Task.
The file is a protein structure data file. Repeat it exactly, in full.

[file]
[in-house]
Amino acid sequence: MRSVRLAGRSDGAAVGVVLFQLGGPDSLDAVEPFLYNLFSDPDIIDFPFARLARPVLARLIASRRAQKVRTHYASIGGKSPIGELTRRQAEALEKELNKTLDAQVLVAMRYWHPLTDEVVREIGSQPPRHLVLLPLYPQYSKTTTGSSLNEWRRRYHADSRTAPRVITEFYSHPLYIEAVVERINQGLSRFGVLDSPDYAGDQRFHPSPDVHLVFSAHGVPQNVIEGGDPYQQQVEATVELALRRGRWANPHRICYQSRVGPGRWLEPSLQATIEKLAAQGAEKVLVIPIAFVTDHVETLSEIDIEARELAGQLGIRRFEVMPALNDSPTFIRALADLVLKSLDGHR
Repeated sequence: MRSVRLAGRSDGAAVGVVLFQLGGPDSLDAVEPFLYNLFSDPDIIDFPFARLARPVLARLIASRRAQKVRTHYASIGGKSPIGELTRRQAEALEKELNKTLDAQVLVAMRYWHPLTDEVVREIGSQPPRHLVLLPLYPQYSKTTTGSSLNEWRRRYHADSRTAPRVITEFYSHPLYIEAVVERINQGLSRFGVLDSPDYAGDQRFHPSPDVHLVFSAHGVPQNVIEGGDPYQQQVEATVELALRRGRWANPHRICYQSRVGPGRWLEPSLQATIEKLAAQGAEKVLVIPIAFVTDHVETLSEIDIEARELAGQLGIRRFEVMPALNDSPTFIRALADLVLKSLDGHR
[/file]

[in-house]
Amino acid sequence: MRSVRLAGRSDGAAVGVVLFQLGGPDSLDAVEPFLYNLFSDPDIIDFPFARLARPVLARLIASRRAQKVRTHYASIGGKSPIGELTRRQAEALEKELNKTLDAQVLVAMRYWHPLTDEVVREIGSQPPRHLVLLPLYPQYSKTTTGSSLNEWRRRYHADSRTAPRVITEFYSHPLYIEAVVERINQGLSRFGVLDSPDYAGDQRFHPSPDVHLVFSAHGVPQNVIEGGDPYQQQVEATVELALRRGRWANPHRICYQSRVGPGRWLEPSLQATIEKLAAQGAEKVLVIPIAFVTDHVETLSEIDIEARELAGQLGIRRFEVMPALNDSPTFIRALADLVLKSLDGHR
Repeated sequence: MRSVRLAGRSDGAAVGVVLFQLGGPDSLDAVEPFLYNLFSDPDIIDFPFARLARPVLARLIASRRAQKVRTHYASIGGKSPIGELTRRQAEALEKELNKTLDAQVLVAMRYWHPLTDEVVREIGSQPPRHLVLLPLYPQYSKTTTGSSLNEWRRRYHADSRTAPRVITEFYSHPLYIEAVVERINQGLSRFGVLDSPDYAGDQRFHPSPDVHLVFSAHGVPQNVIEGGDPYQQQVEATVELALRRGRWANPHRICYQSRVGPGRWLEPSLQATIEKLAAQGAEKVLVIPIAFVTDHVETLSEIDIEARELAGQLGIRRFEVMPALNDSPTFIRALADLVLKSLDGHR